Written By: Ashley Weatherbee, Vet Assistant

In 2012 my partner and I added to our family. We drove to Springfield, Massachusetts and picked up our new 9 week old Bullmastiff puppy.  She was perfect and we fell in love immediately!  She has stolen the hearts of everyone she’s met, including all my co-workers here at the Truro Veterinary Hospital.  From the very beginning, we had plans for her.  She’s graduated obedience classes, been to rally-o classes, and we still have hopes of her, one day, becoming a therapy dog.  Her personality is amazing!



Working in the veterinary industry, I know how challenging and important it is to have blood donors. Truro Veterinary Hospital looks for dogs who weigh 23 kg or more but are not overweight, are aged between 1-8 years, are up to date on vaccines, are in general good health, and possess a good temperament. Females must be spayed and have never whelped a litter of puppies.  Brenley fit these criteria perfectly!

The procedure of being a blood donor is short and not very painful. In preparation for blood collection, a small amount of hair is shaved from the donor’s neck and the area is cleaned well with a disinfectant.  The blood is collected from the donor’s jugular vein.  The collection takes about 5 minutes, with 1 unit of blood (approximately 450 mL) collected.  Dogs need to remain calm for the procedure and in some cases, mild sedation may be necessary.

Being a parent of a donor participant comes with a commitment. We have agreed to be contacted any time, including the middle of the night in the event of an emergency.  Brenley is kept up to date with her vaccinations, dewormed monthly and has routine bloodwork yearly.  We also had her blood typed, but that is not necessary to become a donor.



In veterinary hospitals, like any human hospital, we come across cases where a patient needs a blood transfusion. Truro Veterinary Hospital has a Canine Blood Donor Program in place to aid in these emergency situations.  Blood transfusions are needed for various reasons.  These include trauma from motor vehicle accidents, supportive therapy during and after surgery, supporting dogs with bleeding disorders, and treating conditions such as parvovirus, anemia, and poison ingestion.

In June 2014, Brenley was called upon to help Bully.  Bully is an American Bulldog and at the time he was 7 years old.  His mom got a call from Doggie Day Care; he was not himself!  They believed his abdomen seemed big and he was drooling more then normal.  The Day Care brought him to us immediately where his mom was here waiting on his arrival.

Doctor Melissa assessed him upon his arrival. He was retching (non-productive vomiting), and his abdomen did indeed look distended.  Radiographs confirmed his stomach was bloated (filled with gas). A stomach tube was inserted, removing liquid and some gas.  Although this made him more comfortable, he was still retching.  Blood was drawn, we repeated radiographs, and his stomach was now twisted, a dangerous condition called Gastric Distention and Volvulus, or GDV.  He needed emergency surgery.  His life was in danger!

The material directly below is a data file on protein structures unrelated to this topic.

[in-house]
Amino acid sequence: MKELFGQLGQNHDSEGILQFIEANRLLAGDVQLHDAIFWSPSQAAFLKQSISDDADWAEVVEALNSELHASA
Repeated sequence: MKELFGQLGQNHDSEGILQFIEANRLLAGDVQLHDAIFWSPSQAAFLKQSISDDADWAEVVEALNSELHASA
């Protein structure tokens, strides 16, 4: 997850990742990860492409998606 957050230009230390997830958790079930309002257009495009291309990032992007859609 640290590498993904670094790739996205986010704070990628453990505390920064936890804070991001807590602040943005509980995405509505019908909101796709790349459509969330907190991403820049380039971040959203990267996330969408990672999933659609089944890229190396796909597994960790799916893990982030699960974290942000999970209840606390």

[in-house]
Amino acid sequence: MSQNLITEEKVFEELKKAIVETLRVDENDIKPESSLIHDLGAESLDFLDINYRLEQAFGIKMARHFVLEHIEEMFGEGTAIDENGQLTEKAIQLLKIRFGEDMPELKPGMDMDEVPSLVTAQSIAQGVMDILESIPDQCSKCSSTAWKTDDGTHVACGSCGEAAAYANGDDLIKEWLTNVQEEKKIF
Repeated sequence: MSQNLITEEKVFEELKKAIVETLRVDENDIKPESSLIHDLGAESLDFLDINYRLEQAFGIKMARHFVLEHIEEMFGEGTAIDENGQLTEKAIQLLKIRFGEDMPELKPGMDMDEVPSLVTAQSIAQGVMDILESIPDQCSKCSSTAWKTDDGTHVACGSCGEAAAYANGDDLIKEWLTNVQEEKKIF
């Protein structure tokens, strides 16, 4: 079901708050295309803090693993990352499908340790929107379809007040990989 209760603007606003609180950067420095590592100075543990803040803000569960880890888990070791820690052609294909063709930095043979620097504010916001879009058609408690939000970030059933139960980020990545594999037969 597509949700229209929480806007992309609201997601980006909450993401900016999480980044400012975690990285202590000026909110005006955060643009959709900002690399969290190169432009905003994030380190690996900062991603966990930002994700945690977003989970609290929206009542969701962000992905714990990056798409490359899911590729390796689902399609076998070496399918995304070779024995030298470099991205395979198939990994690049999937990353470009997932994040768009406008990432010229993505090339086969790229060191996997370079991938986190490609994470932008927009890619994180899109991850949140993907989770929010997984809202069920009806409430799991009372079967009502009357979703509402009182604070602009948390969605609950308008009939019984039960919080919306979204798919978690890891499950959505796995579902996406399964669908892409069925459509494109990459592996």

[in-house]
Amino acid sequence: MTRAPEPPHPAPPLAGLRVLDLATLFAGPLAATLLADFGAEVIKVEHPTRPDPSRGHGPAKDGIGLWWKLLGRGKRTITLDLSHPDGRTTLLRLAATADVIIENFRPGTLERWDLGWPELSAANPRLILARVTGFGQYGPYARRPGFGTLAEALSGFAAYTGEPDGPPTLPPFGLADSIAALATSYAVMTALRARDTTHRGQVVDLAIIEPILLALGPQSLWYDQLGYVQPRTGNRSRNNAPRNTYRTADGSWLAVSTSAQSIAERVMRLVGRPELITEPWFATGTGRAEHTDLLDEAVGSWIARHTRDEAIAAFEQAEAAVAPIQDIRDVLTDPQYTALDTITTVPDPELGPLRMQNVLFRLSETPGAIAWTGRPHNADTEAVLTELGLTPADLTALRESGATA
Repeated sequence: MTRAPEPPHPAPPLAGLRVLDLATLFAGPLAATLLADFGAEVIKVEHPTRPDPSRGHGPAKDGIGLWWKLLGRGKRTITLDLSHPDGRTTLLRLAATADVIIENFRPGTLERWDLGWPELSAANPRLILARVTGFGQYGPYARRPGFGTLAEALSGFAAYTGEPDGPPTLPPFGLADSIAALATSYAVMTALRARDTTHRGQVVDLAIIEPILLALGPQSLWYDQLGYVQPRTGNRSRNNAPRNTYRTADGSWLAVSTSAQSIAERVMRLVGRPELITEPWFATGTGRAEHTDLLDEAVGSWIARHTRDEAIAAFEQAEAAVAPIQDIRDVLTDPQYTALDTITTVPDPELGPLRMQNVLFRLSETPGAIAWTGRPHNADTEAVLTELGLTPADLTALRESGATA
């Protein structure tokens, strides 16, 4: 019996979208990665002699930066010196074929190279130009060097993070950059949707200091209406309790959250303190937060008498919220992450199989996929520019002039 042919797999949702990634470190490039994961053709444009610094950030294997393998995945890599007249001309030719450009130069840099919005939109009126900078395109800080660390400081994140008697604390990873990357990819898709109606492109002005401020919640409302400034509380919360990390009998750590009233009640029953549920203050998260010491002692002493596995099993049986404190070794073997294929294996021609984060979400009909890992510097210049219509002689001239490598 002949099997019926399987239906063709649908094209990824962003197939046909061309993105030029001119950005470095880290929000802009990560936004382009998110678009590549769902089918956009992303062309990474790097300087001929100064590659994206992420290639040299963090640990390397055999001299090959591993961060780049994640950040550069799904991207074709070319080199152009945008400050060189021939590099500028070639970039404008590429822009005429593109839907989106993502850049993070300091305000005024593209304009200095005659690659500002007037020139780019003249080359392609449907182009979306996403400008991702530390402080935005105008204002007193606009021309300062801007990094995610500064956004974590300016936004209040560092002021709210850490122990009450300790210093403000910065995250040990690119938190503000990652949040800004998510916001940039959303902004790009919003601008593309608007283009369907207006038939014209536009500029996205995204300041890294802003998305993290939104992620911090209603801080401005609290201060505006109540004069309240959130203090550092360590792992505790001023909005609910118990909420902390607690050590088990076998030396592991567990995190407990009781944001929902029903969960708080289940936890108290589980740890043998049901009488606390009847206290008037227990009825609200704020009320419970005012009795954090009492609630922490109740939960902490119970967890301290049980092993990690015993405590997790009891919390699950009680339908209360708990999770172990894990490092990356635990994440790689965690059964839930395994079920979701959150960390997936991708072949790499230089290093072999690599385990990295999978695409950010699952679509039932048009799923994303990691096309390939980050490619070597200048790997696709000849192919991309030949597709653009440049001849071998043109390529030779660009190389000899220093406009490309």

Doctor Gwen performed a gastrotomy procedure. She removed lots of food and hotdog pieces, and could correct the torsion and secure his stomach with a gastropexy.  Bully’s surgery was a success, but he was not out of the woods yet. Doctor Gwen was checking on Bully throughout the night.  He became weak, able to stand and walk but was unsteady.  His breathing was heavy and shallow, unlike his normal deep slow breaths.  He was monitored very closely!  Doctor Gwen requested repeat bloodwork to see if anything had changed.  The results showed his packed cell volume or PCV (the amount of red blood cells in his system) was low.  Before surgery, it was at 40% (normal 37% to 55%) and after surgery it had dropped to 24% with all other blood work normal.  Brenley was needed!


I brought Brenley with me to work that day. Because this was her first time donating, we decided to sedate her and she donated 1 unit of blood to aid in Bully’s surgery recovery.  Throughout the day, Bully’s transfusion ran and Brenley recovered from her sedation.  A post transfusion PCV was run, and it was now 28%.  Still not in the normal range, but an improvement! Brenley came home with me after my work day.  She slept most of the evening, getting up to eat her supper and go outside for bathroom breaks.  The following morning, she got up as if nothing happened.  The only sign she had from donating blood was a shaved mark on her neck.

Doctor Gwen monitored Bully though the night and morning. His PCV the following day remained at 28% and he seemed to be feeling better.  Happy that his PCV maintained, he was started on medications to help with his stomach, fed small frequent meals, and he was slowly weaned off his intravenous fluids during the day.

The following day and three days after surgery, Bully was stable enough to be discharged into the care of his owner. This year, 2017, is three years after Bully’s blood transfusion.  He will also be celebrating his 10th birthday.



If you are interested in having your pet become a blood donor or you would like more information on Truro Veterinary Hospital’s Canine Blood Donor Program, please call our office at 902-893-2341.